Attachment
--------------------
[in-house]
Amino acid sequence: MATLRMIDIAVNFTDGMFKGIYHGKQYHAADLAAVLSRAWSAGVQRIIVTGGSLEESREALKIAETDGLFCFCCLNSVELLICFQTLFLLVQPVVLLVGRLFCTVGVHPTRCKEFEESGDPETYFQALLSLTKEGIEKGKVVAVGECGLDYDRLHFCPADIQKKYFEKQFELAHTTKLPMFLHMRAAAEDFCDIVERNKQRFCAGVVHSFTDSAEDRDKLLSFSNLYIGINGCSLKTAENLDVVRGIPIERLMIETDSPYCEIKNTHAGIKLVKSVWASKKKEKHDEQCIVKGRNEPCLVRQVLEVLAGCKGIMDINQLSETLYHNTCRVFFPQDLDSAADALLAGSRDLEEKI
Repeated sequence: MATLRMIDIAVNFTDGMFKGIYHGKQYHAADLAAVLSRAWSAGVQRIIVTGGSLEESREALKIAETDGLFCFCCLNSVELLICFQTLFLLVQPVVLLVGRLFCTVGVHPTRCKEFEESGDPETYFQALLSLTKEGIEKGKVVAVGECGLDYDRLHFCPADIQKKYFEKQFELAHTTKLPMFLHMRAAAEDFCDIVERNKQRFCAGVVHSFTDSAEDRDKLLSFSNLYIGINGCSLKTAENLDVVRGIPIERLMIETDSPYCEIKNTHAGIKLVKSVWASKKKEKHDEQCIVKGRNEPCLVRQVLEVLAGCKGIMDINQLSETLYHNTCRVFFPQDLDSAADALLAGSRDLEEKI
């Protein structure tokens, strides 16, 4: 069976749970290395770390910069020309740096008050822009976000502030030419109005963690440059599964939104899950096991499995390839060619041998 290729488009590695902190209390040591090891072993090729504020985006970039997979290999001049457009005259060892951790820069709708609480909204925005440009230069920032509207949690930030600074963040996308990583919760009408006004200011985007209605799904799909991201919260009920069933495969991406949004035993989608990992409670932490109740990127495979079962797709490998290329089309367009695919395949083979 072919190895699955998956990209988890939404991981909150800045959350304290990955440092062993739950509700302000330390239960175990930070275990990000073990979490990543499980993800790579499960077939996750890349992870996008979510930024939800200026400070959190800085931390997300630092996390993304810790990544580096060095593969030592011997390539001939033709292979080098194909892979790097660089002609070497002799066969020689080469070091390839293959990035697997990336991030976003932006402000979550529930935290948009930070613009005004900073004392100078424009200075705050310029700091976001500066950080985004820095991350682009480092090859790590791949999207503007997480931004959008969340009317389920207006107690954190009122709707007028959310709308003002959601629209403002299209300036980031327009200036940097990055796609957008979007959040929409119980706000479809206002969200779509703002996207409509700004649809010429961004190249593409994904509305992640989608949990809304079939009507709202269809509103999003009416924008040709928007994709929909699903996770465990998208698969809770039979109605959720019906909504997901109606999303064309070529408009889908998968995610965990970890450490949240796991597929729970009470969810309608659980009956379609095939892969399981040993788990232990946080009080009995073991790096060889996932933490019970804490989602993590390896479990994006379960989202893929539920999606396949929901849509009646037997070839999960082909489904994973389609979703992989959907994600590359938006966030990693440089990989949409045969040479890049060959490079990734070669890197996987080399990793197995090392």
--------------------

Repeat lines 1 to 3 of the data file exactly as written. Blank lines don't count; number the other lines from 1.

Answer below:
[in-house]
Amino acid sequence: MATLRMIDIAVNFTDGMFKGIYHGKQYHAADLAAVLSRAWSAGVQRIIVTGGSLEESREALKIAETDGLFCFCCLNSVELLICFQTLFLLVQPVVLLVGRLFCTVGVHPTRCKEFEESGDPETYFQALLSLTKEGIEKGKVVAVGECGLDYDRLHFCPADIQKKYFEKQFELAHTTKLPMFLHMRAAAEDFCDIVERNKQRFCAGVVHSFTDSAEDRDKLLSFSNLYIGINGCSLKTAENLDVVRGIPIERLMIETDSPYCEIKNTHAGIKLVKSVWASKKKEKHDEQCIVKGRNEPCLVRQVLEVLAGCKGIMDINQLSETLYHNTCRVFFPQDLDSAADALLAGSRDLEEKI
Repeated sequence: MATLRMIDIAVNFTDGMFKGIYHGKQYHAADLAAVLSRAWSAGVQRIIVTGGSLEESREALKIAETDGLFCFCCLNSVELLICFQTLFLLVQPVVLLVGRLFCTVGVHPTRCKEFEESGDPETYFQALLSLTKEGIEKGKVVAVGECGLDYDRLHFCPADIQKKYFEKQFELAHTTKLPMFLHMRAAAEDFCDIVERNKQRFCAGVVHSFTDSAEDRDKLLSFSNLYIGINGCSLKTAENLDVVRGIPIERLMIETDSPYCEIKNTHAGIKLVKSVWASKKKEKHDEQCIVKGRNEPCLVRQVLEVLAGCKGIMDINQLSETLYHNTCRVFFPQDLDSAADALLAGSRDLEEKI